In another life I used to write and speak about child abuse. It was hard work. I worked for a nonprofit which required me to go there with audiences. In public venues, I shared details of my life I thought would remain buried forever. I was often attacked by victims just like me. Men who were violated. Men who hadn’t come to terms with their abuse. I shared something that gave them hope but raised an intense anger within them.
They questioned my story of abuse. I was labeled a liar or gay or a coward smearing his family without giving them the opportunity to defend themselves. I was impossible to many. Boys and men can’t be victims of abuse, especially those abused by a woman. If they are, they probably let it happen. They must have wanted it. It is this dark psychological soup we are churning in. Us invisible men. Every man learns to hide their weaknesses, all of them. We hide it through denial, overcompensation, or hypermasculinity. A male survivor talking about his abuse gives up the game. It’s a betrayal.
It was a difficult period. I needed it to survive. To be a good father. To acknowledge and grieve my own devastating losses. The loss of a relationship with a parent. The death of the child I had once been. A sudden, ripping death without reason or explanation. I had to make my own reasons for what happened, and they all came to the same conclusion. He chose me because there was something wrong with me. I was a disgusting and rotten apple.
In every other way he was the typical dad. Working hard. Sacrificing personal goals. Sacrificing everything to make sure his family was fed. There was just this one tiny thing and it only had to do with me. They say that we carry the voices of our mothers and fathers with us everywhere. It is in our superego, lecturing us, judging us, incriminating us, and destroying us. I can’t rid myself of this voice on my shoulder that scrutinizes everything I do. That tells me that I am nothing and there is nothing consequential about my life. This voice explains away every victory. It refuses to take credit for anything I should be proud of. It is my father’s voice. My mother’s too. She couldn’t protect me, and maybe she always knew. Those lingering questions stretch off into infinite and there is no satisfactory answer. No way to recover all those essential things that were stripped away.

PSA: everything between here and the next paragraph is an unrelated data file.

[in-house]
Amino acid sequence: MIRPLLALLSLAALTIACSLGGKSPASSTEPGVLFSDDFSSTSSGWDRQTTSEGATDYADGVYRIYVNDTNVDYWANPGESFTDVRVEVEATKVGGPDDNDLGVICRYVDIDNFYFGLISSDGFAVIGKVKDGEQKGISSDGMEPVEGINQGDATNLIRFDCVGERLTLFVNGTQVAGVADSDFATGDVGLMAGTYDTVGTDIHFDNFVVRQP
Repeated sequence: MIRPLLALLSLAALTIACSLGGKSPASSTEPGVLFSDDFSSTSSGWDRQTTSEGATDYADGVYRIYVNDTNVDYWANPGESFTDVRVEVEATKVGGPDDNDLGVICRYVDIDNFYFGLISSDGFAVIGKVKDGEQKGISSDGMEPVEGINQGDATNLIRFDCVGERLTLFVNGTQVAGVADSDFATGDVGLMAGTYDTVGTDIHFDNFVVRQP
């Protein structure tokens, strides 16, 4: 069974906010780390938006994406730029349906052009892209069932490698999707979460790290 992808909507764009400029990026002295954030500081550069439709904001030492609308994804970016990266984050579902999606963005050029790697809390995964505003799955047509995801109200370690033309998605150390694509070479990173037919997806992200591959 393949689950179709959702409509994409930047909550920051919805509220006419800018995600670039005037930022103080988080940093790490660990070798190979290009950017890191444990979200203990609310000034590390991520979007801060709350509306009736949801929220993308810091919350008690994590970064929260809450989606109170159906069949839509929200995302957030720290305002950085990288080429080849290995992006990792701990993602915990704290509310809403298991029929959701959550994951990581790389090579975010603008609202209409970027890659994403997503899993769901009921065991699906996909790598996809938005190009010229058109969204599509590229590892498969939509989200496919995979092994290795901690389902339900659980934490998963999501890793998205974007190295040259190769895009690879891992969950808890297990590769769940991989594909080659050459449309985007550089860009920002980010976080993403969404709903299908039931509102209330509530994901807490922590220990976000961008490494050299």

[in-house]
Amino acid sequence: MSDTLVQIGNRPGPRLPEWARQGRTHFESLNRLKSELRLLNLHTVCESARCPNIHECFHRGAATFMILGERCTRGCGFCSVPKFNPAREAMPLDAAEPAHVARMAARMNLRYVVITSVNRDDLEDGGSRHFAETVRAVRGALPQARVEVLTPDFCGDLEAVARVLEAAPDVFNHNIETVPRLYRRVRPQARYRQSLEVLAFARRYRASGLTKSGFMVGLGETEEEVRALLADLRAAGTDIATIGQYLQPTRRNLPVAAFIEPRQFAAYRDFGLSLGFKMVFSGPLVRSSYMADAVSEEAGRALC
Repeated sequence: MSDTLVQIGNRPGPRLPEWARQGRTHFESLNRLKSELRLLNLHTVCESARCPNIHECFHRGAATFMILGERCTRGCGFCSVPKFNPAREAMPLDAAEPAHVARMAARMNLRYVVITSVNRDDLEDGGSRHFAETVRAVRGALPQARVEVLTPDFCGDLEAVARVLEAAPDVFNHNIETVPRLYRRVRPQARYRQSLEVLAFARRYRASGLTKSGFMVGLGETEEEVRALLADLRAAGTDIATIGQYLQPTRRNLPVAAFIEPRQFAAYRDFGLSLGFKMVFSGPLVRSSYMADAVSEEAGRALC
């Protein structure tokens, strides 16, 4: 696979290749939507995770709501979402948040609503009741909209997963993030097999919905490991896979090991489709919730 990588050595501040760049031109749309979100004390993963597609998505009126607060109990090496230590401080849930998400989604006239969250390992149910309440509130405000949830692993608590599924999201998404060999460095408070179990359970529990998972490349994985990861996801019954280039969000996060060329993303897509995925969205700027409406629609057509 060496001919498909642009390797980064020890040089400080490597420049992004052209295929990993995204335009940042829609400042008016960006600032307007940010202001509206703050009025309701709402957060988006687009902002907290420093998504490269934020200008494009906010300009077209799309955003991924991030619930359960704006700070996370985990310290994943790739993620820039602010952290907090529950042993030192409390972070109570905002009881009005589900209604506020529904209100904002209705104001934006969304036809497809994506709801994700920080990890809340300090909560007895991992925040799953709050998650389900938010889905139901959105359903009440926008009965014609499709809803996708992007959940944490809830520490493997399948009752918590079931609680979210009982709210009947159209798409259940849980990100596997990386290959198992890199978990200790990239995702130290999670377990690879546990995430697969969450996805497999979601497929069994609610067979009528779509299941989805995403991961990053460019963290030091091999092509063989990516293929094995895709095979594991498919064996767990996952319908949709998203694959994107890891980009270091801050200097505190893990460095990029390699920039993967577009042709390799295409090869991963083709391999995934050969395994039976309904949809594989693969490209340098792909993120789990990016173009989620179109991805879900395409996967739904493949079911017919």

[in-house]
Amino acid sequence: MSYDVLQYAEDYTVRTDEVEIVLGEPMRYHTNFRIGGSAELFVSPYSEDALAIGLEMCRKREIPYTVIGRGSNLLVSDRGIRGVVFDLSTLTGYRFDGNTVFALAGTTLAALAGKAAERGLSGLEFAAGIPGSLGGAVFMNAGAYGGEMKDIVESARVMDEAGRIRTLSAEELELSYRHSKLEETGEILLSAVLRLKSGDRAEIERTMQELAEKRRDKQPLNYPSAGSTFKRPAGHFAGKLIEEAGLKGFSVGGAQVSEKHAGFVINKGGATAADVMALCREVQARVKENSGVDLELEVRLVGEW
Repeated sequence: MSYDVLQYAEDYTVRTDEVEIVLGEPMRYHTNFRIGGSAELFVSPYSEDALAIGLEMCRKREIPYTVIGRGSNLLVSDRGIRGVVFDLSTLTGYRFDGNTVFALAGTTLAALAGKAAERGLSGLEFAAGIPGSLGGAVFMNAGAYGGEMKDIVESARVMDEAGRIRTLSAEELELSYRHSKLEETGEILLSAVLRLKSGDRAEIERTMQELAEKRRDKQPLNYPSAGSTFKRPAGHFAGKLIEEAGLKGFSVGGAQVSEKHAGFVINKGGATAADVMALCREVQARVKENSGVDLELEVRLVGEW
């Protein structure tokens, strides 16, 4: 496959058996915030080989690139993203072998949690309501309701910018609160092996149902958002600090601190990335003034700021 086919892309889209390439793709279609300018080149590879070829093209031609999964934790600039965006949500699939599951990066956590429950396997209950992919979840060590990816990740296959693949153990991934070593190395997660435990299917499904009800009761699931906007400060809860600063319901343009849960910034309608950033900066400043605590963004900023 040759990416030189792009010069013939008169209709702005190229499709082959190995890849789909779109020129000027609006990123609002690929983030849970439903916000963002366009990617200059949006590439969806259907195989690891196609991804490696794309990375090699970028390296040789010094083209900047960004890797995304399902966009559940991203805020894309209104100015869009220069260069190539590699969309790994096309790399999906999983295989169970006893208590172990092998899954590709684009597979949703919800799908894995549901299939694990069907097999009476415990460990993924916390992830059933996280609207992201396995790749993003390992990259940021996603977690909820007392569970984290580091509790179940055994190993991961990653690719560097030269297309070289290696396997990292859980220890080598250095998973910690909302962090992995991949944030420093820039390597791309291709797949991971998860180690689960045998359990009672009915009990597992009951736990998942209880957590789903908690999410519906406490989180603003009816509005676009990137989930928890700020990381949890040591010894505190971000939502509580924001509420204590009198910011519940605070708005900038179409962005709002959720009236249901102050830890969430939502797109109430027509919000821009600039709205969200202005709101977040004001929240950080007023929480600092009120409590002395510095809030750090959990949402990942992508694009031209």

I’ve come a long way. I have shared my experiences with many family members and received their reactions, and sometimes forgiven them for the damage they continue to cause. This was not the man they knew. So I have taken something from them. An ideal. I didn’t ask for this burden, but it is mine to bear.
The irony of all of this is that I have become an advocate for this man who abused me. I am making the preparations for a respectful departure. He is so weak, as I was when he took away everything, and I want to rage. I want to scream in his face. I want to let him know that I hate him for what he did. I just can’t do it though. The vulnerable should be protected. I know what happens when they aren’t and no one deserves that.